Lacuna (Alas Poor Yorick!)

Nelson Henricks

paintings and photographs
February 22 - March 23, 2019

Lacuna (Alas Poor Yorick!)
Lacuna (Ashes) series
Lacuna (Alas Poor Yorick!)
Lacuna (Alas Poor Yorick!)
Lacuna (Alas Poor Yorick!)
Lacuna (Ashes) 1-3
Lacuna series
Lacuna (Alas Poor Yorick!)
Lacuna (Alas Poor Yorick!)
Lacuna (Black Page) 1-9
Lacuna (Ashes) 3
Lacuna (Black Page) 8
Lacuna 7
Lacuna (Ashes) 6

Lacuna (Alas Poor Yorick!)

Lacuna (Alas Poor Yorick!) , 2019
installation view

The exhibition Lacuna (Alas Poor Yorick!) brings together a series of works in diverse media inspired by the black page in Laurence Sterne’s book The Life and Opinions of Tristram Shandy, Gentleman.

Tristram Shandy is a farcical autobiography published in nine volumes between 1759 and 1767. The novel is highly experimental, exploring the limits of typography and print design. For example, in Book 1, Chapter 12, a page printed entirely black appears at a point in the story when a character named Yorick dies. On one hand, the black page can be understood as an overflowing of ink and emotion representing inexpressible grief. On the other hand, it is like an image of an open grave: an opening, an absence, a void.

Using Sterne’s black page as a starting point, Henricks developed two series of paintings, two series of photographs, and several mixed media works. On one level, the project is an exploration of the history of modern art. Sterne’s black page both predates and anticipates 20th century monochrome, a history that traditionally begins with Malevich’s paintings Black Square (1915) and White on White (1918). Henricks excavates a prehistory of monochrome, one that originates in farce, rather than in formal or spiritual concerns.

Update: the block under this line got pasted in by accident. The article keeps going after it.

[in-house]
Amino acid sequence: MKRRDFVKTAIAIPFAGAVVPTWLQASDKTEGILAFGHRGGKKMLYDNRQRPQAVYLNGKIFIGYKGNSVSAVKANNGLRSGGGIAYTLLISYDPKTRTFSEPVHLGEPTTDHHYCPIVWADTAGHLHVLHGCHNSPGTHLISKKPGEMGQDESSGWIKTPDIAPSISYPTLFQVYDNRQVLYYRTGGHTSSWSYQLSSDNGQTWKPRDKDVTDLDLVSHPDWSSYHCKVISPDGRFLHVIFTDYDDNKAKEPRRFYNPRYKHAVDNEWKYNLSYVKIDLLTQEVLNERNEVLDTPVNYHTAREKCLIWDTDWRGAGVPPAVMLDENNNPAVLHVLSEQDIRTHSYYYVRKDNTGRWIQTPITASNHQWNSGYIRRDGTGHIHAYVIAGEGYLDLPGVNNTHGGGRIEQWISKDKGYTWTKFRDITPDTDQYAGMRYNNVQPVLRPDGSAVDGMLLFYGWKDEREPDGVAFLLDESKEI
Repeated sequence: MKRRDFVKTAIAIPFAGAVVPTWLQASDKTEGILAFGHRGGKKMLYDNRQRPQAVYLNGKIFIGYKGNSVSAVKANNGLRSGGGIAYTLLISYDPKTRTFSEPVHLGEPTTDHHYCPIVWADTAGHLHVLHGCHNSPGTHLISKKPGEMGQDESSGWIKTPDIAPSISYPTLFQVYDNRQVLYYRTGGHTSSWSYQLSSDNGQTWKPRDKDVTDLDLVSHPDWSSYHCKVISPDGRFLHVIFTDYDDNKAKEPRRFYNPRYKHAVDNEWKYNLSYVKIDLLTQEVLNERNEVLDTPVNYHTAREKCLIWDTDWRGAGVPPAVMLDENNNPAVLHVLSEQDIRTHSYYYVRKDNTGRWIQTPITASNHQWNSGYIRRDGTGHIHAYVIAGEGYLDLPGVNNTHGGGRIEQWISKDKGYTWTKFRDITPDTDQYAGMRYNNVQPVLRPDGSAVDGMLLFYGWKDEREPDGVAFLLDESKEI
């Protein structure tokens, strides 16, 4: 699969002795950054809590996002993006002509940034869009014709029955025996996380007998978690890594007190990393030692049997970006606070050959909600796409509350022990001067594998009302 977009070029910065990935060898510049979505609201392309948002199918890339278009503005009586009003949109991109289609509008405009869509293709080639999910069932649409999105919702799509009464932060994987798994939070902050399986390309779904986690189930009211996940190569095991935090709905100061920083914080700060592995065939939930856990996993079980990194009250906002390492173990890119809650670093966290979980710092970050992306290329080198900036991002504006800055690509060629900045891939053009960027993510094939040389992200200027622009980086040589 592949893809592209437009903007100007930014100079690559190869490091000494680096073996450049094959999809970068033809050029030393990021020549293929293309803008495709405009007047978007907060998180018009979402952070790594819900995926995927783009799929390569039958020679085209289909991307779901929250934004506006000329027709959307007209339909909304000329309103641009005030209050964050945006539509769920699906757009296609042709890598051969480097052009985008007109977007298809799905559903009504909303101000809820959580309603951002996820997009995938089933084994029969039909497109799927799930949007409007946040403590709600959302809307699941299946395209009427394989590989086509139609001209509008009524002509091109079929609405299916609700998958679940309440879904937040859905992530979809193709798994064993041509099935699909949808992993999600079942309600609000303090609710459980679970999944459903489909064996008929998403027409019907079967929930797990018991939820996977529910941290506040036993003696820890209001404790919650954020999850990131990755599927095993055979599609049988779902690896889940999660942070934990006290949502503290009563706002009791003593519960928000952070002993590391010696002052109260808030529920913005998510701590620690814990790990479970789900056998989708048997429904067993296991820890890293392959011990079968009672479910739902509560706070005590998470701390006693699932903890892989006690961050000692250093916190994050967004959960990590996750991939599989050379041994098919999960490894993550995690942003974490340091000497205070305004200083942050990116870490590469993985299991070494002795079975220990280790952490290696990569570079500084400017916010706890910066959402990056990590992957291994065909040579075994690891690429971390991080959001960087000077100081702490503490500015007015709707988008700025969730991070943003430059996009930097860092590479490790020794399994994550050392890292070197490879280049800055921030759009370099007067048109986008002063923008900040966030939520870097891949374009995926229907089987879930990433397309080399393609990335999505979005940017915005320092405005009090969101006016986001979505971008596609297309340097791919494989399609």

In architecture, a grid of sunken square boxes in a ceiling is called a lacunaria. A lacunar ceiling both lightens and strengthens the structures in which it is used. In literature, a lacuna is a missing portion of a book or manuscript. While working in the studio, Henricks began using a form of successive, diminishing rectangles that resembles a lacuna: the white edges of the page frame the black page that in turn frames a darker black rectangle. In this exhibition, Henricks uses the lacuna as a means to reflect on loss, mourning, and memory. In the process, he confronts the limits of what can be said or expressed through language, and the role that transformation plays in processes of renewal.

The artist wishes to thank the Concordia University Part-time Faculty Association for their support of this exhibition.

NELSON HENRICKS was born in Bow Island, Alberta and is a graduate of the Alberta College of Art (1986). He moved to Montréal in 1991, where he received a BFA from Concordia University (1994), and a PhD at Université du Québec à Montréal (2018).

Henricks lives and works in Montréal, where he has taught art history and video production at Concordia University, McGill University, UQAM and Université de Montréal. A musician, writer, curator and artist, Henricks is best known for his videotapes and video installations, which have been exhibited worldwide. A focus on his video work was presented at the Museum of Modern Art in New York, as part of the Video Viewpoints series in 2000. His writings have been published in exhibition catalogues, magazines, and in several anthologies. Henricks was the recipient of the Bell Canada Award in Video Art in 2002 and received the Board of Govenors’ Alumni Award of Excellence from the Alberta College of Art and Design in 2005.

A mid-career retrospective of Henricks' work was presented at the Leonard and Bina Ellen Gallery in Montréal in 2010. Henricks’ work is in the collections of the National Gallery of Canada, the Museum of Modern Art (New York), Musée d'art contemporain de Montréal, the Montréal Museum of Fine Arts, the Musée national des beaux-arts du Québec, the Leonard and Bina Ellen Gallery and Banque Nationale du Canada. He lives and works in Montréal.